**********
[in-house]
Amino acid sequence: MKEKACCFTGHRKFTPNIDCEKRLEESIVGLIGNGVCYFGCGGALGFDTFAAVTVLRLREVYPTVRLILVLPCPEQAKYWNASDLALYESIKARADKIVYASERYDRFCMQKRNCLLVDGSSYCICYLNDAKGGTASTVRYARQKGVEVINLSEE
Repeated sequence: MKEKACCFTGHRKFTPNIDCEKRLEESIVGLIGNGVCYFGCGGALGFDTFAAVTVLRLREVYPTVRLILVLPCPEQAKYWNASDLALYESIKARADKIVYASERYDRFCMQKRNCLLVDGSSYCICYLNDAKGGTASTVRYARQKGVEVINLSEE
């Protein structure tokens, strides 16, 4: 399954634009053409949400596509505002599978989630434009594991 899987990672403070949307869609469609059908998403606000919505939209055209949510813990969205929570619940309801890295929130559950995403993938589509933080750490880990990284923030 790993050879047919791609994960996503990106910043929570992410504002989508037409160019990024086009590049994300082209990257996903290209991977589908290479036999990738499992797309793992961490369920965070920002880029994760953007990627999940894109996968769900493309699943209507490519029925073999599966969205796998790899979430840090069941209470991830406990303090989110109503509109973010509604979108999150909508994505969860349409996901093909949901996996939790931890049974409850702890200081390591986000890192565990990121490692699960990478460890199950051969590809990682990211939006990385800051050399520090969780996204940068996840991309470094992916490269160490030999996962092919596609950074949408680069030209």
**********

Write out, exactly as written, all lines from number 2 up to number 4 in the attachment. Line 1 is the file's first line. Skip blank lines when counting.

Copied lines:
Amino acid sequence: MKEKACCFTGHRKFTPNIDCEKRLEESIVGLIGNGVCYFGCGGALGFDTFAAVTVLRLREVYPTVRLILVLPCPEQAKYWNASDLALYESIKARADKIVYASERYDRFCMQKRNCLLVDGSSYCICYLNDAKGGTASTVRYARQKGVEVINLSEE
Repeated sequence: MKEKACCFTGHRKFTPNIDCEKRLEESIVGLIGNGVCYFGCGGALGFDTFAAVTVLRLREVYPTVRLILVLPCPEQAKYWNASDLALYESIKARADKIVYASERYDRFCMQKRNCLLVDGSSYCICYLNDAKGGTASTVRYARQKGVEVINLSEE
């Protein structure tokens, strides 16, 4: 399954634009053409949400596509505002599978989630434009594991 899987990672403070949307869609469609059908998403606000919505939209055209949510813990969205929570619940309801890295929130559950995403993938589509933080750490880990990284923030 790993050879047919791609994960996503990106910043929570992410504002989508037409160019990024086009590049994300082209990257996903290209991977589908290479036999990738499992797309793992961490369920965070920002880029994760953007990627999940894109996968769900493309699943209507490519029925073999599966969205796998790899979430840090069941209470991830406990303090989110109503509109973010509604979108999150909508994505969860349409996901093909949901996996939790931890049974409850702890200081390591986000890192565990990121490692699960990478460890199950051969590809990682990211939006990385800051050399520090969780996204940068996840991309470094992916490269160490030999996962092919596609950074949408680069030209």